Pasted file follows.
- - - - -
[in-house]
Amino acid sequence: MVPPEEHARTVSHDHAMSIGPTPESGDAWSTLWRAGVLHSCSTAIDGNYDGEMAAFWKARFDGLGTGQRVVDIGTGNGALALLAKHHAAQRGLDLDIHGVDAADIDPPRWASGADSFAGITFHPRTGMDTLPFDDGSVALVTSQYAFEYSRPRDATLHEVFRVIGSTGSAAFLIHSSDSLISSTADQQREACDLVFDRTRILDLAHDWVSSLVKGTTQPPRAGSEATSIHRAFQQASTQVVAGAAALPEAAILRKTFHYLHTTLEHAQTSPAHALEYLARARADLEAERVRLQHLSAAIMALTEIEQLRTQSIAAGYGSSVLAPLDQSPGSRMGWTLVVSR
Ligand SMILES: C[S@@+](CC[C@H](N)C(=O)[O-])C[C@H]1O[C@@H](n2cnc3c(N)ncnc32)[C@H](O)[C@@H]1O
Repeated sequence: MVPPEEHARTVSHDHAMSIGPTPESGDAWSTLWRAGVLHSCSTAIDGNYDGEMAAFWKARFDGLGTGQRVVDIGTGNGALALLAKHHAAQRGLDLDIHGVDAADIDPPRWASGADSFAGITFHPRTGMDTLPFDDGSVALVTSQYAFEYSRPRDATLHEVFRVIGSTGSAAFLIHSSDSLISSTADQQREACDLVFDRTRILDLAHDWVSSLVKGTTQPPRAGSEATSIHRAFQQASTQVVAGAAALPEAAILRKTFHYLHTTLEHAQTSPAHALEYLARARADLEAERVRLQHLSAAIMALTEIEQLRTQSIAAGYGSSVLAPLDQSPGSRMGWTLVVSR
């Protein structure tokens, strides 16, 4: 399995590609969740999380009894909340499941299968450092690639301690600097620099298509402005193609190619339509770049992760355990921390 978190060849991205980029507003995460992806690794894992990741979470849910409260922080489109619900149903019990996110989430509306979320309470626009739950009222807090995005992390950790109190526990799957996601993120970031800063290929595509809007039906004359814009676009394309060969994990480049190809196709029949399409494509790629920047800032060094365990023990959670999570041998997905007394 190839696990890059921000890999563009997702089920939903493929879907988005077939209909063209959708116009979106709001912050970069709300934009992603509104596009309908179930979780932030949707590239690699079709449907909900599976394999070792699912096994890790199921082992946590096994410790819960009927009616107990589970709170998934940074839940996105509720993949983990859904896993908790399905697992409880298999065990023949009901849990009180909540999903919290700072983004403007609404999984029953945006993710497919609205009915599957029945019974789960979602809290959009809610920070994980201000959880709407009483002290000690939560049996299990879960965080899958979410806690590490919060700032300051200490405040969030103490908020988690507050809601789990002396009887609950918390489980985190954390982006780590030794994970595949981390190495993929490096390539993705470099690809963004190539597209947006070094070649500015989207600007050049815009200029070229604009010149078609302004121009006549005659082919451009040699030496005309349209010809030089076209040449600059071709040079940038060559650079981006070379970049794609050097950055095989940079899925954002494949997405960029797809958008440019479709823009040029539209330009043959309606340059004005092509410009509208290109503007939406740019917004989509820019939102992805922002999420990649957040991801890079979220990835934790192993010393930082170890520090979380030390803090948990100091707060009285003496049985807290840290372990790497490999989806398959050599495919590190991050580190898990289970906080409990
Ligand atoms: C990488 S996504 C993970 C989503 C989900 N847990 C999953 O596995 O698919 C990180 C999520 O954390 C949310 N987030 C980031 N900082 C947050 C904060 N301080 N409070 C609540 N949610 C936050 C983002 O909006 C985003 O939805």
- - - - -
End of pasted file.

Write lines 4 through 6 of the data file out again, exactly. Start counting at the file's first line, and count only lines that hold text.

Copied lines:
Repeated sequence: MVPPEEHARTVSHDHAMSIGPTPESGDAWSTLWRAGVLHSCSTAIDGNYDGEMAAFWKARFDGLGTGQRVVDIGTGNGALALLAKHHAAQRGLDLDIHGVDAADIDPPRWASGADSFAGITFHPRTGMDTLPFDDGSVALVTSQYAFEYSRPRDATLHEVFRVIGSTGSAAFLIHSSDSLISSTADQQREACDLVFDRTRILDLAHDWVSSLVKGTTQPPRAGSEATSIHRAFQQASTQVVAGAAALPEAAILRKTFHYLHTTLEHAQTSPAHALEYLARARADLEAERVRLQHLSAAIMALTEIEQLRTQSIAAGYGSSVLAPLDQSPGSRMGWTLVVSR
């Protein structure tokens, strides 16, 4: 399995590609969740999380009894909340499941299968450092690639301690600097620099298509402005193609190619339509770049992760355990921390 978190060849991205980029507003995460992806690794894992990741979470849910409260922080489109619900149903019990996110989430509306979320309470626009739950009222807090995005992390950790109190526990799957996601993120970031800063290929595509809007039906004359814009676009394309060969994990480049190809196709029949399409494509790629920047800032060094365990023990959670999570041998997905007394 190839696990890059921000890999563009997702089920939903493929879907988005077939209909063209959708116009979106709001912050970069709300934009992603509104596009309908179930979780932030949707590239690699079709449907909900599976394999070792699912096994890790199921082992946590096994410790819960009927009616107990589970709170998934940074839940996105509720993949983990859904896993908790399905697992409880298999065990023949009901849990009180909540999903919290700072983004403007609404999984029953945006993710497919609205009915599957029945019974789960979602809290959009809610920070994980201000959880709407009483002290000690939560049996299990879960965080899958979410806690590490919060700032300051200490405040969030103490908020988690507050809601789990002396009887609950918390489980985190954390982006780590030794994970595949981390190495993929490096390539993705470099690809963004190539597209947006070094070649500015989207600007050049815009200029070229604009010149078609302004121009006549005659082919451009040699030496005309349209010809030089076209040449600059071709040079940038060559650079981006070379970049794609050097950055095989940079899925954002494949997405960029797809958008440019479709823009040029539209330009043959309606340059004005092509410009509208290109503007939406740019917004989509820019939102992805922002999420990649957040991801890079979220990835934790192993010393930082170890520090979380030390803090948990100091707060009285003496049985807290840290372990790497490999989806398959050599495919590190991050580190898990289970906080409990
Ligand atoms: C990488 S996504 C993970 C989503 C989900 N847990 C999953 O596995 O698919 C990180 C999520 O954390 C949310 N987030 C980031 N900082 C947050 C904060 N301080 N409070 C609540 N949610 C936050 C983002 O909006 C985003 O939805």